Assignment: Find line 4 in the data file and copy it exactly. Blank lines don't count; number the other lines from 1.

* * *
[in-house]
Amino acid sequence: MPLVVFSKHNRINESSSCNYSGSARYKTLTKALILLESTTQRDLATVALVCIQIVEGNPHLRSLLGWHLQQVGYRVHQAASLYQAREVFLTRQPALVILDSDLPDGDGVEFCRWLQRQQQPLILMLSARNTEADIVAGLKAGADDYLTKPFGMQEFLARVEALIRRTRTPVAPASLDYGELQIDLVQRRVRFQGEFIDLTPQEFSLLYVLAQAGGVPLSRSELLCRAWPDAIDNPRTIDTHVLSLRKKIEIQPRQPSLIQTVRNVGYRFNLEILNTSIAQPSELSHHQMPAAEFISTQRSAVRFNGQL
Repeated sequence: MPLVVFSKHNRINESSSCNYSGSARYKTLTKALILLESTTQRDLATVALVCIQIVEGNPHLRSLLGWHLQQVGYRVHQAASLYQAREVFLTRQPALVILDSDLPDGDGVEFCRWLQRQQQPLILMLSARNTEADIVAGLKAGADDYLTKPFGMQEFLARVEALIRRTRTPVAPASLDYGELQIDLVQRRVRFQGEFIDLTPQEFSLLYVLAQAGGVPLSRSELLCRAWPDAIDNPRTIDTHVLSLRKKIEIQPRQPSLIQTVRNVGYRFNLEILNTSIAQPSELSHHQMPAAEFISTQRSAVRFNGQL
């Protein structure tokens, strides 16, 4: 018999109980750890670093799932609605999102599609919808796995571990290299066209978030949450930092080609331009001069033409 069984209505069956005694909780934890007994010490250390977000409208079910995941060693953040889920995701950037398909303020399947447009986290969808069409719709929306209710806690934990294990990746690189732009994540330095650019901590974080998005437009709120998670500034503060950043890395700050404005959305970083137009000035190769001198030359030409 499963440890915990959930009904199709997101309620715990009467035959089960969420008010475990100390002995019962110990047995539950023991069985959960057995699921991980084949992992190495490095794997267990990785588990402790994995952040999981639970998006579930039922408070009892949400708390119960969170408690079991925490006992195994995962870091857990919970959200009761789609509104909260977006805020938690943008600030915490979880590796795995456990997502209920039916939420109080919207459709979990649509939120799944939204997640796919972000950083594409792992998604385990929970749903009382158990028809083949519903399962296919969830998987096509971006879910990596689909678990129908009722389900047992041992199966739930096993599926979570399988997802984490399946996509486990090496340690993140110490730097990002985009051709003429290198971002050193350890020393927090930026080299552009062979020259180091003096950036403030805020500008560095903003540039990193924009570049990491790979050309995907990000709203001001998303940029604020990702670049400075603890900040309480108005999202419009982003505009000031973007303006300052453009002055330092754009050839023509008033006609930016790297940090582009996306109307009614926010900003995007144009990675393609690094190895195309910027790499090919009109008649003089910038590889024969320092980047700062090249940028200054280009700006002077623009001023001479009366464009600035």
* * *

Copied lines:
């Protein structure tokens, strides 16, 4: 018999109980750890670093799932609605999102599609919808796995571990290299066209978030949450930092080609331009001069033409 069984209505069956005694909780934890007994010490250390977000409208079910995941060693953040889920995701950037398909303020399947447009986290969808069409719709929306209710806690934990294990990746690189732009994540330095650019901590974080998005437009709120998670500034503060950043890395700050404005959305970083137009000035190769001198030359030409 499963440890915990959930009904199709997101309620715990009467035959089960969420008010475990100390002995019962110990047995539950023991069985959960057995699921991980084949992992190495490095794997267990990785588990402790994995952040999981639970998006579930039922408070009892949400708390119960969170408690079991925490006992195994995962870091857990919970959200009761789609509104909260977006805020938690943008600030915490979880590796795995456990997502209920039916939420109080919207459709979990649509939120799944939204997640796919972000950083594409792992998604385990929970749903009382158990028809083949519903399962296919969830998987096509971006879910990596689909678990129908009722389900047992041992199966739930096993599926979570399988997802984490399946996509486990090496340690993140110490730097990002985009051709003429290198971002050193350890020393927090930026080299552009062979020259180091003096950036403030805020500008560095903003540039990193924009570049990491790979050309995907990000709203001001998303940029604020990702670049400075603890900040309480108005999202419009982003505009000031973007303006300052453009002055330092754009050839023509008033006609930016790297940090582009996306109307009614926010900003995007144009990675393609690094190895195309910027790499090919009109008649003089910038590889024969320092980047700062090249940028200054280009700006002077623009001023001479009366464009600035």